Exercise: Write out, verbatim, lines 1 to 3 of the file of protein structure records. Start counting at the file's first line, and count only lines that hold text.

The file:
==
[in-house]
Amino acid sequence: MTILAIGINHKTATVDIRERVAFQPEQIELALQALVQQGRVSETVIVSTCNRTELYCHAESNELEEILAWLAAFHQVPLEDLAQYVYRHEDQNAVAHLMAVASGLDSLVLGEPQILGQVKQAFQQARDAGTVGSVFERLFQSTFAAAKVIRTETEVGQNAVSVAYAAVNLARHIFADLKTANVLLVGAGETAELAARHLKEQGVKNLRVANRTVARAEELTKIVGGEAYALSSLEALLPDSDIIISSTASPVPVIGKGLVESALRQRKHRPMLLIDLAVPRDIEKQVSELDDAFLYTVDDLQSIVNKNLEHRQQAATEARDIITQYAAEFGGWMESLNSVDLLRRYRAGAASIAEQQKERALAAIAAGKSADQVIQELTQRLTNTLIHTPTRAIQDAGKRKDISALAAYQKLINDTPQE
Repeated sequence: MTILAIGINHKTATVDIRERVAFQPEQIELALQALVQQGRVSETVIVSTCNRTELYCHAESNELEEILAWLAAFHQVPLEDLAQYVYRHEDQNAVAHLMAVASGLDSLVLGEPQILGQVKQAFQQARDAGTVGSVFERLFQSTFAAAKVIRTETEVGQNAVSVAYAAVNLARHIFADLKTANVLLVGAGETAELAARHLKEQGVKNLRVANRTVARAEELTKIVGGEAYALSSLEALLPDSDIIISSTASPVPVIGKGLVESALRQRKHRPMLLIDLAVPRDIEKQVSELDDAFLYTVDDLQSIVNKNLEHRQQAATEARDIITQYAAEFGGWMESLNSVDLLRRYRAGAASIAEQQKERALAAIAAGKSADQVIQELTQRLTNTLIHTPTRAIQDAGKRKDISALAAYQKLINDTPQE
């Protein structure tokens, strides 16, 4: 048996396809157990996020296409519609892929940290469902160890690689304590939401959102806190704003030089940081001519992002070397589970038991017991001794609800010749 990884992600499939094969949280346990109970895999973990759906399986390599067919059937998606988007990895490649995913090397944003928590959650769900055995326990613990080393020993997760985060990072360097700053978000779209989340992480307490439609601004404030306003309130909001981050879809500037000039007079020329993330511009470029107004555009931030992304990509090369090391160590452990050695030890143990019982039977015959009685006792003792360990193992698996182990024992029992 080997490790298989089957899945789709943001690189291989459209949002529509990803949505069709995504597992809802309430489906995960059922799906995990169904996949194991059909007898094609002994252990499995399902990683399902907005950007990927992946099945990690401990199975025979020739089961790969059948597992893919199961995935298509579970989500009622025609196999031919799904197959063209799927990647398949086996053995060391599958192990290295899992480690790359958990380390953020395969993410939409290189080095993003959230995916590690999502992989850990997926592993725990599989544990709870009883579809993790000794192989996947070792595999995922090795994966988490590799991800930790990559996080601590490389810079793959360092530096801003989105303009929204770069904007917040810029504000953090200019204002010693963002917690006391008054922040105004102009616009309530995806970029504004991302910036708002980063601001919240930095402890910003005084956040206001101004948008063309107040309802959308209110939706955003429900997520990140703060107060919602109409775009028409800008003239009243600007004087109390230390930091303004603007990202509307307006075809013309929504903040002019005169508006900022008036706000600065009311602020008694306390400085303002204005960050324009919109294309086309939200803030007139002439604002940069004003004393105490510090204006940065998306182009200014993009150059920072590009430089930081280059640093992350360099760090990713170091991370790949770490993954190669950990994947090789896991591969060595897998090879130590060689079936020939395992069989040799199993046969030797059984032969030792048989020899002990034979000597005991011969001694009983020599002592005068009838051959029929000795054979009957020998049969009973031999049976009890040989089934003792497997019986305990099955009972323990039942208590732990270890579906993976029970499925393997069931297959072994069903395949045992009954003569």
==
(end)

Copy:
[in-house]
Amino acid sequence: MTILAIGINHKTATVDIRERVAFQPEQIELALQALVQQGRVSETVIVSTCNRTELYCHAESNELEEILAWLAAFHQVPLEDLAQYVYRHEDQNAVAHLMAVASGLDSLVLGEPQILGQVKQAFQQARDAGTVGSVFERLFQSTFAAAKVIRTETEVGQNAVSVAYAAVNLARHIFADLKTANVLLVGAGETAELAARHLKEQGVKNLRVANRTVARAEELTKIVGGEAYALSSLEALLPDSDIIISSTASPVPVIGKGLVESALRQRKHRPMLLIDLAVPRDIEKQVSELDDAFLYTVDDLQSIVNKNLEHRQQAATEARDIITQYAAEFGGWMESLNSVDLLRRYRAGAASIAEQQKERALAAIAAGKSADQVIQELTQRLTNTLIHTPTRAIQDAGKRKDISALAAYQKLINDTPQE
Repeated sequence: MTILAIGINHKTATVDIRERVAFQPEQIELALQALVQQGRVSETVIVSTCNRTELYCHAESNELEEILAWLAAFHQVPLEDLAQYVYRHEDQNAVAHLMAVASGLDSLVLGEPQILGQVKQAFQQARDAGTVGSVFERLFQSTFAAAKVIRTETEVGQNAVSVAYAAVNLARHIFADLKTANVLLVGAGETAELAARHLKEQGVKNLRVANRTVARAEELTKIVGGEAYALSSLEALLPDSDIIISSTASPVPVIGKGLVESALRQRKHRPMLLIDLAVPRDIEKQVSELDDAFLYTVDDLQSIVNKNLEHRQQAATEARDIITQYAAEFGGWMESLNSVDLLRRYRAGAASIAEQQKERALAAIAAGKSADQVIQELTQRLTNTLIHTPTRAIQDAGKRKDISALAAYQKLINDTPQE